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10th Mountain soldiers compete in annual winter challenge

D-Series Winter Challenge (US Army/Released)

While snow was piling up across the north country — feet of snow in some locations — 10th Mountain Division soldiers like Sgt. James Alsulaimawi were out in the elements training for whatever the Army might throw at them next as part of the D-Series Winter Challenge.

Soldiers had to do tasks that would be done by alpine troops including building survival fires, erecting an unheated tent that they slept in Thursday night, and a suspension traversing. They also a took a history test on the 10th Mountain, among other things.

They had to rappel a weighted box that weighed at least 70 pounds up a cliff and then bring up the two soldiers who had rappelled down.

The first brigade combat team finished in first place.

The winning squad gets to train in Operation Legacy in Colorado in Camp Hale, where the division was established and participate in the ski days reunion with the 10th Mountain Division Descendants Organization.

They will also be a part of the Vail Legacy Days Parade and march in their overwhites in their skis through the village to the Ski Trooper Statue, among other events.

It’s important to go to Camp Hale because it honors the 10th Mountain Division’s past, according to Lt. Col. Mark D. Cleveland, who helped facilitate engagements with Army University Films and the Army’s marketing office, which were documenting the event.

The competition has been held yearly since 2018 at Fort Drum to help commemorate the hardships and trials that the original 10th Light Division (Alpine) soldiers went through to prepare for combat.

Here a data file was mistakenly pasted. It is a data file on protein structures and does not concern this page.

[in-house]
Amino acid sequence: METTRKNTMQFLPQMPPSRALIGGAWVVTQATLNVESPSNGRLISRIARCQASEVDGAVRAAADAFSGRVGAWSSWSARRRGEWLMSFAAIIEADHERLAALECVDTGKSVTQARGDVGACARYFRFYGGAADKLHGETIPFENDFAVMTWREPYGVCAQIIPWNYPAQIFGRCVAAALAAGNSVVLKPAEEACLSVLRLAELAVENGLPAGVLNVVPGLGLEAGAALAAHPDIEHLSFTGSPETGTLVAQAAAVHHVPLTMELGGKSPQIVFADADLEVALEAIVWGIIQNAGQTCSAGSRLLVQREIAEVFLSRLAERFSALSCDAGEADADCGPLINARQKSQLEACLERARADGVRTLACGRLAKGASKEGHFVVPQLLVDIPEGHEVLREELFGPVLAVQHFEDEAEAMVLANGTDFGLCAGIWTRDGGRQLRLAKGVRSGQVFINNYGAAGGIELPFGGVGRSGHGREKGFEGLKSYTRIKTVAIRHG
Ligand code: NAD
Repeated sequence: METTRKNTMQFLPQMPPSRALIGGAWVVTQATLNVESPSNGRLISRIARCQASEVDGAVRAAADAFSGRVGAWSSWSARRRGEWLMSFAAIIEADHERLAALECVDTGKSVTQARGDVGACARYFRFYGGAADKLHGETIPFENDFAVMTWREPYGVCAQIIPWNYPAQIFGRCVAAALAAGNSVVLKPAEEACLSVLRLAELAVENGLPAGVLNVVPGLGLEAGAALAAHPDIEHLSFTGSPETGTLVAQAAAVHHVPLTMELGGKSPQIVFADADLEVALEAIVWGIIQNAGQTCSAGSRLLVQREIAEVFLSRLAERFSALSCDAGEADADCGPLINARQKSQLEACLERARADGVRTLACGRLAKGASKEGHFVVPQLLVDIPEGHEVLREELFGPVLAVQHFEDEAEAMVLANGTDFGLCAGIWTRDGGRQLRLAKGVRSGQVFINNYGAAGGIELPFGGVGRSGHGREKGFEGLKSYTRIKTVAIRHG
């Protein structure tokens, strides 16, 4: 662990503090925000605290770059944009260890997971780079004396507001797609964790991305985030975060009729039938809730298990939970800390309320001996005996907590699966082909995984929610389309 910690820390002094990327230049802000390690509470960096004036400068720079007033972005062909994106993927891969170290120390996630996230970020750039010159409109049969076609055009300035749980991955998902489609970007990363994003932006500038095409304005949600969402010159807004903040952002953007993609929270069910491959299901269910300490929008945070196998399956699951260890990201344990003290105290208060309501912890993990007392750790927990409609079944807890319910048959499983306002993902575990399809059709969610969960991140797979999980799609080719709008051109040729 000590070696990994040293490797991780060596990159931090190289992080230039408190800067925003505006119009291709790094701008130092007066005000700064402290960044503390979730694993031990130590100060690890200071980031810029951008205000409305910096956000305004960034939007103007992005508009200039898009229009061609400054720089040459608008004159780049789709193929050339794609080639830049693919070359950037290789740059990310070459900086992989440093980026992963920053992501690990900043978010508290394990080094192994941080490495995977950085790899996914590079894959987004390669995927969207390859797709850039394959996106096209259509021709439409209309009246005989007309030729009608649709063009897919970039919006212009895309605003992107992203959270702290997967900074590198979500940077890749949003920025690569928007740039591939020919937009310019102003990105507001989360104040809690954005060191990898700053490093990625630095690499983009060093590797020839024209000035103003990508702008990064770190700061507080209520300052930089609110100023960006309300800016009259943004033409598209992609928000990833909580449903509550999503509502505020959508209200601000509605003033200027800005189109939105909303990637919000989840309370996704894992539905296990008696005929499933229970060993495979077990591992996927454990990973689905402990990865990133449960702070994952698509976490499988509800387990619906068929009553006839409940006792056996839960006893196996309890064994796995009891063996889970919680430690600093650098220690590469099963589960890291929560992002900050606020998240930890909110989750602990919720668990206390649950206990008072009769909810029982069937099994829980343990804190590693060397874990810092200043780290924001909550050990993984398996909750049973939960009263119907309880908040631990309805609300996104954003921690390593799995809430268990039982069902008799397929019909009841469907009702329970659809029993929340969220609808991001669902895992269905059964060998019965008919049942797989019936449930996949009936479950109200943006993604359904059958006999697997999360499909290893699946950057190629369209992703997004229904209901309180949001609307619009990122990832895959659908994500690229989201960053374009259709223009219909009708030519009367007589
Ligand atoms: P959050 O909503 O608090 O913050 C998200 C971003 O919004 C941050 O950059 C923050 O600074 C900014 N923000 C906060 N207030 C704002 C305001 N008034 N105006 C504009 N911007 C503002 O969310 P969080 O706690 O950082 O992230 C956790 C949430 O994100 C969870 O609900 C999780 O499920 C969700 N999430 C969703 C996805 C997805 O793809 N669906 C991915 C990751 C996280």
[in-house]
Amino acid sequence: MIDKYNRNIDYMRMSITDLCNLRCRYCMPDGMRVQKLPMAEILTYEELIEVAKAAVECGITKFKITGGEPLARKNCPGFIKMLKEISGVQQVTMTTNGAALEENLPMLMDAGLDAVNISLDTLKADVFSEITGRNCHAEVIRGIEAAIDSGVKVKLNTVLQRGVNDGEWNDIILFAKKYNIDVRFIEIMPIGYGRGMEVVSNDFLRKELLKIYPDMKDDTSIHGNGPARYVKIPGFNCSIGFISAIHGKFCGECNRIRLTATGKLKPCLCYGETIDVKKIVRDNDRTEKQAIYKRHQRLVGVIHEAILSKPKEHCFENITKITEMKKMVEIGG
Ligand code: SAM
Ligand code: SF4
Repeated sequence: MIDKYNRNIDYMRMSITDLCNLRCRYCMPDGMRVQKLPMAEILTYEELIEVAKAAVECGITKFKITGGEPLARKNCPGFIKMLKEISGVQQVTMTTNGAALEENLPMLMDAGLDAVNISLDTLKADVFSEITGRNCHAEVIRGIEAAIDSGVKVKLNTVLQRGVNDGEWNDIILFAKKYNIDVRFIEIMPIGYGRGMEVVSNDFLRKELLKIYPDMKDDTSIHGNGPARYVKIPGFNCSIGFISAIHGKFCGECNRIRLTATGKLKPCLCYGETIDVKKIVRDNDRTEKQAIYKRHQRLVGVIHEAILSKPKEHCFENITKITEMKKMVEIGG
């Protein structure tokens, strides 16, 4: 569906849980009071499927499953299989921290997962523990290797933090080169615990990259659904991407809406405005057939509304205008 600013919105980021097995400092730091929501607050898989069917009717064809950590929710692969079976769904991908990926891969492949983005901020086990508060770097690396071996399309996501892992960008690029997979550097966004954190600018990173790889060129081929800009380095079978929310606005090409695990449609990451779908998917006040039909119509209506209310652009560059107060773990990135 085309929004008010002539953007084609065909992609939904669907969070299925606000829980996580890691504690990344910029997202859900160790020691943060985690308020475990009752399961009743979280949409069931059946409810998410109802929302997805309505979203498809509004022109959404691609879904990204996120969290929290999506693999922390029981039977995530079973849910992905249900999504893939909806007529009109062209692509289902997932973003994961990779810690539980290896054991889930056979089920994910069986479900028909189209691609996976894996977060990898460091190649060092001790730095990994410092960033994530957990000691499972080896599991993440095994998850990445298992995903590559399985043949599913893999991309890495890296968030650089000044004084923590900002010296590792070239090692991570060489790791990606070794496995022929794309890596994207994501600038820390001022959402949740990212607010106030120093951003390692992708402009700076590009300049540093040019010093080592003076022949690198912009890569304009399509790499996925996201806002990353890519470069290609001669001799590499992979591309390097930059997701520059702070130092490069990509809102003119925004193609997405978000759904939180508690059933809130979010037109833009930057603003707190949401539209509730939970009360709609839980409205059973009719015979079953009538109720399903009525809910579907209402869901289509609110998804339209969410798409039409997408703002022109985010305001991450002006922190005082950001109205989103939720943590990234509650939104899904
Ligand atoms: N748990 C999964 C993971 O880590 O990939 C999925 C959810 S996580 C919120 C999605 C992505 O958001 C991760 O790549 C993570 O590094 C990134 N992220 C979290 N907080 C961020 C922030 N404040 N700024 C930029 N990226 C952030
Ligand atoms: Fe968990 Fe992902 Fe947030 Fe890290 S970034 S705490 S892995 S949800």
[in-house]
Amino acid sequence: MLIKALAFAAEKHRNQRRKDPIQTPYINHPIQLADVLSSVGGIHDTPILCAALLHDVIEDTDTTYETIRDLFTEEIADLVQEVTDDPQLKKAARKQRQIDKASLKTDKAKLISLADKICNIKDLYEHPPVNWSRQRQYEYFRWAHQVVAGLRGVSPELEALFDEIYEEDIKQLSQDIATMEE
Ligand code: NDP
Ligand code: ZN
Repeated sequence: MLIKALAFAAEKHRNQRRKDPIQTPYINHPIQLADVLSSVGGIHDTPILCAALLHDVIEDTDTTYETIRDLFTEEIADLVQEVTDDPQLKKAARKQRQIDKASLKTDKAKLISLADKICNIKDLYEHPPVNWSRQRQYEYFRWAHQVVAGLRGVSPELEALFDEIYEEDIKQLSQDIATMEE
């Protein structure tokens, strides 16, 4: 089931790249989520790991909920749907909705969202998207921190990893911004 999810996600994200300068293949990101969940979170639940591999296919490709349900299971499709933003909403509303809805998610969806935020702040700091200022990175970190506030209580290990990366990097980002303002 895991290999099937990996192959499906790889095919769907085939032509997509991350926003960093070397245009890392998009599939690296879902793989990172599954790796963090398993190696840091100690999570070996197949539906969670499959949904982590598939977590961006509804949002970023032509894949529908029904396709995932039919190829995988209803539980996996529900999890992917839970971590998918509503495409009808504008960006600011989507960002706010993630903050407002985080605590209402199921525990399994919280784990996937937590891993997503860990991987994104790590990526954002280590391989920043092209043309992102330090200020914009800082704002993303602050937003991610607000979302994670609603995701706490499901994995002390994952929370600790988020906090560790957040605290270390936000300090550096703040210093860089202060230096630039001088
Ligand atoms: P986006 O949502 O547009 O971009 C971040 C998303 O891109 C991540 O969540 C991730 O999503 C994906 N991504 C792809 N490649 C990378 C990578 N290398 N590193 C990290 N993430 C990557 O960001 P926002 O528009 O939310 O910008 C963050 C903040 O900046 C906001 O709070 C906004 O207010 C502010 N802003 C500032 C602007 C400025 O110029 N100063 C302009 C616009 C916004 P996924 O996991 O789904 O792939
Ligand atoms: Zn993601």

“D-Series” is a reference to the winter training event that soldiers of the 10th went through from March to April 1944 in Colorado that helped them prepare for combat in Italy during World War II.

The D-Series training this week is meant to emulate the culminating training in 1944.

“It’s a nod to the legacy,” Lt. Col. Cleveland said. “We’re celebrating the fact that these veterans came back and contributed just as much to the creation of the outdoor industry and recreation in America as they did to winning World War II in Italy,” he said.

Alsulaimawi, who was on the 1st Infantry Brigade Combat Team that finished first, said they have been training since October and said they had a lot of fun.

He said he found seeing people start to come up behind him or getting in the way to be the most difficult because he is “motivated.”

“It was not a pop quiz. We knew what we expected. We trained for it,” he said.

Being around his teammates was what he found to be the most enjoyable.

Now knowing how to fight in the mountain, snow, and with people he didn’t know is how he feels the D-Series prepared him for what the Army has coming next for him.

Maj. Samuel T. Colby, 10th Mountain Division Special Operations Planner said the 1st Infantry Brigade Combat Team logged a lot of hours getting ready for the event.

“The fact that they’re here now demonstrates a lot of their low-level leader’s ability to properly manage his team’s heat, his team’s calorie intake, (and) make sure everybody’s properly fueled to be able to function in these cold weather environments,” he said.